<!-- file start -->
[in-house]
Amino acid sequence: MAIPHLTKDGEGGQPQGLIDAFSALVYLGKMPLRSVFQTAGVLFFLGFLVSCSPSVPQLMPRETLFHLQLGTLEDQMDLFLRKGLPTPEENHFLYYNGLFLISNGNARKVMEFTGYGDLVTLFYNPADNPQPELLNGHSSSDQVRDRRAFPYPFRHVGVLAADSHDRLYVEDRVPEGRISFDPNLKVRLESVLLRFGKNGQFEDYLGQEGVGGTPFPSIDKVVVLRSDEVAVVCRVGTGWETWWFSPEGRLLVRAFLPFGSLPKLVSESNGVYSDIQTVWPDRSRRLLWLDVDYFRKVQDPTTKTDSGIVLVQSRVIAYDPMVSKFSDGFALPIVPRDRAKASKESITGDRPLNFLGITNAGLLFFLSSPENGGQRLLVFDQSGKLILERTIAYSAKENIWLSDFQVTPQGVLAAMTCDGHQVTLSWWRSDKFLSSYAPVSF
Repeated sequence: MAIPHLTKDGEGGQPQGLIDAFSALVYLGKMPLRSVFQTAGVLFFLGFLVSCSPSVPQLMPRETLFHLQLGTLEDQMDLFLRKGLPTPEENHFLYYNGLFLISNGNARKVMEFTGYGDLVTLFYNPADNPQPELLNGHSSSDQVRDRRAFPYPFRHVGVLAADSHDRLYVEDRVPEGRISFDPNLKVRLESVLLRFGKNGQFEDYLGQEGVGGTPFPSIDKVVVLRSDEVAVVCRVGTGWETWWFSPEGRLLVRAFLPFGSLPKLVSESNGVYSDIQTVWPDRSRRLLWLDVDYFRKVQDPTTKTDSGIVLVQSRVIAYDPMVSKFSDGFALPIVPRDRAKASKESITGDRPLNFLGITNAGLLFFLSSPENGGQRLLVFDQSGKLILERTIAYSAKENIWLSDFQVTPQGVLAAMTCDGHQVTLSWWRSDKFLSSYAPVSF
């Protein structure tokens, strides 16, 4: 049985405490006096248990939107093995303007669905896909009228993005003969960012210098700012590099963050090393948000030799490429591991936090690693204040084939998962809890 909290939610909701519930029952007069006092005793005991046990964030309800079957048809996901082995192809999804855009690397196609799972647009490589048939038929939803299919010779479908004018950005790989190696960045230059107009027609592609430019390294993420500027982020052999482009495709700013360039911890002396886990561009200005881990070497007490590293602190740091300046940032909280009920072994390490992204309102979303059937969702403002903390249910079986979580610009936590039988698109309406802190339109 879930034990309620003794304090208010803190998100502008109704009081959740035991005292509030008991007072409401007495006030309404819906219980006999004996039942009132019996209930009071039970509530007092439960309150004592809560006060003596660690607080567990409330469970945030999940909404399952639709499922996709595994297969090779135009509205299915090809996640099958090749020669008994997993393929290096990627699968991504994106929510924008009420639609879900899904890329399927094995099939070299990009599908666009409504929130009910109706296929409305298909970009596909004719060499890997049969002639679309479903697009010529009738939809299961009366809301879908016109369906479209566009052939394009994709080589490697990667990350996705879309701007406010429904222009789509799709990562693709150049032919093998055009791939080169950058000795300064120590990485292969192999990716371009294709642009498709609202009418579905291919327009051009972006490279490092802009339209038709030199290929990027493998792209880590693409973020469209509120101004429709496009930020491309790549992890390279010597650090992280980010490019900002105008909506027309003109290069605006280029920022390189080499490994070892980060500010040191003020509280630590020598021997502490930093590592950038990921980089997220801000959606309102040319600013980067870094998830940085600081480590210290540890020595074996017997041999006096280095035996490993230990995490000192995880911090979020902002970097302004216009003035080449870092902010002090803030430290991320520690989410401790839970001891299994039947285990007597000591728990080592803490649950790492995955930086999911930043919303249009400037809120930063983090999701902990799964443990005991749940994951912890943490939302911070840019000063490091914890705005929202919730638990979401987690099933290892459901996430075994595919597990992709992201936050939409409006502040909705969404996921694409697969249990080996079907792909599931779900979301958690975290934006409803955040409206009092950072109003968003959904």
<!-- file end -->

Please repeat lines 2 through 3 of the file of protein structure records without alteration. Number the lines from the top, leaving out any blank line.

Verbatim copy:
Amino acid sequence: MAIPHLTKDGEGGQPQGLIDAFSALVYLGKMPLRSVFQTAGVLFFLGFLVSCSPSVPQLMPRETLFHLQLGTLEDQMDLFLRKGLPTPEENHFLYYNGLFLISNGNARKVMEFTGYGDLVTLFYNPADNPQPELLNGHSSSDQVRDRRAFPYPFRHVGVLAADSHDRLYVEDRVPEGRISFDPNLKVRLESVLLRFGKNGQFEDYLGQEGVGGTPFPSIDKVVVLRSDEVAVVCRVGTGWETWWFSPEGRLLVRAFLPFGSLPKLVSESNGVYSDIQTVWPDRSRRLLWLDVDYFRKVQDPTTKTDSGIVLVQSRVIAYDPMVSKFSDGFALPIVPRDRAKASKESITGDRPLNFLGITNAGLLFFLSSPENGGQRLLVFDQSGKLILERTIAYSAKENIWLSDFQVTPQGVLAAMTCDGHQVTLSWWRSDKFLSSYAPVSF
Repeated sequence: MAIPHLTKDGEGGQPQGLIDAFSALVYLGKMPLRSVFQTAGVLFFLGFLVSCSPSVPQLMPRETLFHLQLGTLEDQMDLFLRKGLPTPEENHFLYYNGLFLISNGNARKVMEFTGYGDLVTLFYNPADNPQPELLNGHSSSDQVRDRRAFPYPFRHVGVLAADSHDRLYVEDRVPEGRISFDPNLKVRLESVLLRFGKNGQFEDYLGQEGVGGTPFPSIDKVVVLRSDEVAVVCRVGTGWETWWFSPEGRLLVRAFLPFGSLPKLVSESNGVYSDIQTVWPDRSRRLLWLDVDYFRKVQDPTTKTDSGIVLVQSRVIAYDPMVSKFSDGFALPIVPRDRAKASKESITGDRPLNFLGITNAGLLFFLSSPENGGQRLLVFDQSGKLILERTIAYSAKENIWLSDFQVTPQGVLAAMTCDGHQVTLSWWRSDKFLSSYAPVSF